A CASE OF MISTAKEN IDENTITY OR NOT
With Odongo Odoyo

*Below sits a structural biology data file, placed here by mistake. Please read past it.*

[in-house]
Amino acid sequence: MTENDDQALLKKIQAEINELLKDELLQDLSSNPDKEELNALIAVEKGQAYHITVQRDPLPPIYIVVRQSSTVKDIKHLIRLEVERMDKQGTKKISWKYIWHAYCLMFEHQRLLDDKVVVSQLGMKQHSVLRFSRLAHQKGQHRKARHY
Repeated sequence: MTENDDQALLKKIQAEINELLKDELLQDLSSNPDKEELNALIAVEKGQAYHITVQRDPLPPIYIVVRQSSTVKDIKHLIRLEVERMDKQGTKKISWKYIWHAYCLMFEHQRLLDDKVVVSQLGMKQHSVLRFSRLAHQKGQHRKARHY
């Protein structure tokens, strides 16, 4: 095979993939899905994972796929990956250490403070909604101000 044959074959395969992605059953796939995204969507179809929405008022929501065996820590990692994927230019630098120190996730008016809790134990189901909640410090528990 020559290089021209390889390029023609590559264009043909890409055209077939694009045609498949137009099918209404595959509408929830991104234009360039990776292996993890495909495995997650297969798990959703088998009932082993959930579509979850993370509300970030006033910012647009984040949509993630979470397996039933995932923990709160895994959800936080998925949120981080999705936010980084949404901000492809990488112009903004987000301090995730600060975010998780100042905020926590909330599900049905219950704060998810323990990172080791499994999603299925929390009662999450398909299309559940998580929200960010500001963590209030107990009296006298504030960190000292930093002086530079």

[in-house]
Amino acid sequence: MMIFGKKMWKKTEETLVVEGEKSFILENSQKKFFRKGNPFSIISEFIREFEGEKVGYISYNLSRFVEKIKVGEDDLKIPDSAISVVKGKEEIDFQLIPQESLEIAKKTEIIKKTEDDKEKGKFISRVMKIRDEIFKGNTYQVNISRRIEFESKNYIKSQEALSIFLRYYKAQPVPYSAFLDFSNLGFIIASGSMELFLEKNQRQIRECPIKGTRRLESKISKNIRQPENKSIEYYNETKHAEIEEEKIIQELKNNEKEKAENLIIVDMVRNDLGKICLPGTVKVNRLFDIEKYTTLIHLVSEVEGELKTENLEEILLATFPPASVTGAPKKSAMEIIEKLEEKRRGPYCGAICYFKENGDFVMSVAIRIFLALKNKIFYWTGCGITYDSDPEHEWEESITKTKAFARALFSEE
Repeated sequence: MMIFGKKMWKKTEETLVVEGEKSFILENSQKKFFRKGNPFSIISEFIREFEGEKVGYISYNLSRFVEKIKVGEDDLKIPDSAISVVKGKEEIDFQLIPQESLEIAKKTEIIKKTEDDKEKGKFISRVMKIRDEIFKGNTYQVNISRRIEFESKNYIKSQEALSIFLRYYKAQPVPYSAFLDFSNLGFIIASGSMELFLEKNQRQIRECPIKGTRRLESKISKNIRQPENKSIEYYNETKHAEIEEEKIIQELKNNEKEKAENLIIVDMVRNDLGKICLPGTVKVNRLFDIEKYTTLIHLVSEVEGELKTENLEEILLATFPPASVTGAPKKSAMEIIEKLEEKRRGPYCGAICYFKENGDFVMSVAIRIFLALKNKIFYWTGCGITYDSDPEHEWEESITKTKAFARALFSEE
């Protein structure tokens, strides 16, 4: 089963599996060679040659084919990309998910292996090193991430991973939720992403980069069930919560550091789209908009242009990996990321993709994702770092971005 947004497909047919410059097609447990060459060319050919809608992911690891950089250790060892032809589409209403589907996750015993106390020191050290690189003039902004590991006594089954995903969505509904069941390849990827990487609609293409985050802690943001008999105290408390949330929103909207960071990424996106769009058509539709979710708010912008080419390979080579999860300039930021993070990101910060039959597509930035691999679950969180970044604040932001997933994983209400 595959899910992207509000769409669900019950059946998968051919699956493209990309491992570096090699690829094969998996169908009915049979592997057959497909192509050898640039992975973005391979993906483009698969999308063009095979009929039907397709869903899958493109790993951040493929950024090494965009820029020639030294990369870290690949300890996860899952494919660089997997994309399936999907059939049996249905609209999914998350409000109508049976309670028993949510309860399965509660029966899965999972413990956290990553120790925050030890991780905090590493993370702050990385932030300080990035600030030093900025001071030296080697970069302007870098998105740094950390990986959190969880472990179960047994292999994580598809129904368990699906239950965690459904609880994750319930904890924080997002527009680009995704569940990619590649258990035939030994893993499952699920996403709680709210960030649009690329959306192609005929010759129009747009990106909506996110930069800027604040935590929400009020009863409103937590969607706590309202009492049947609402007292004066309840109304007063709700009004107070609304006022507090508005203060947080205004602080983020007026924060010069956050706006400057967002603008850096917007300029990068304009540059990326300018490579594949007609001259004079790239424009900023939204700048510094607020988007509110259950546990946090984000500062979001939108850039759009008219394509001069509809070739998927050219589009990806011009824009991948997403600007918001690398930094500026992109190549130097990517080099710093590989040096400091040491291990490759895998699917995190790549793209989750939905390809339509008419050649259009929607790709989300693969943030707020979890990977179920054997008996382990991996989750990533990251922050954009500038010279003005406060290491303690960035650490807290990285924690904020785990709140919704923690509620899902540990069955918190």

My chat point colleague came to me with a look that tells it all. He was so engrossed in a world of thinking which was evidently seen in his face. He was telling me that sometime the world is very cruel. Take for example the case of this man Kenneth Kawonda Joseph who spent 13 years in jail only to be released recently unconditionally by the appeal court. The man was sentenced in 2008 for murder and was in the line waiting for the final fate when the gods opened the doors of heaven and poured luck to let him walk to freedom. Was Kenneth’s case a case of mistaken identity or was the trial magistrate erred in sending him to the gallows. If so how many people are serving sentences for offences they did not commit. Some may even have heard their final verdicts to the hangman. Whichever way this case should teach us a some lessons. It should be a total fool-proof before deciding on the fate of your fellow human being. Cases of mistaken identity have so rampant that both the investigators and courts should take time to determine in details circumstances that would make one be put in jail or police custody. It is common that when a case is opened against an individual, that person is treated as an offender and sometime end up in jail without proper cause of investigations. True we live in a sometime cruel world dominated by cruel hearts that only listen to the simple song of coin. The man who can tell it all is Kenneth if only he knows where to go to from prison after 13 years. It could have been ideal for people like him to be sent to rehabilitation centres first to adopt the happenings in the outside walls of prison before being taken to his home. He could be finding it difficult to socialize with people he left behind and who might still be seeing him in a different form. The man will come to terms with the situation outside the prison walls which had been his home that long period of time. The prison authorities should have made these arrangements and ensure that until such cases were handled professionally and even home visit arranged until the man’s life turned back to normal. There are organizations’ that could help him jump-start a new life among his community who should also be ready to welcome him among them. He should not be branded a criminal by those he would be staying and really be supported as he start yet another life. I listened to the concern aired by my friend and totally agreed that indeed Kenneth should have been homed in a rehabilitation institution before being taken home and if possible be accorded all help necessary until he became back to his older normal life. It was important that the society should also be tolerant to his situation and not tag or judge him negatively.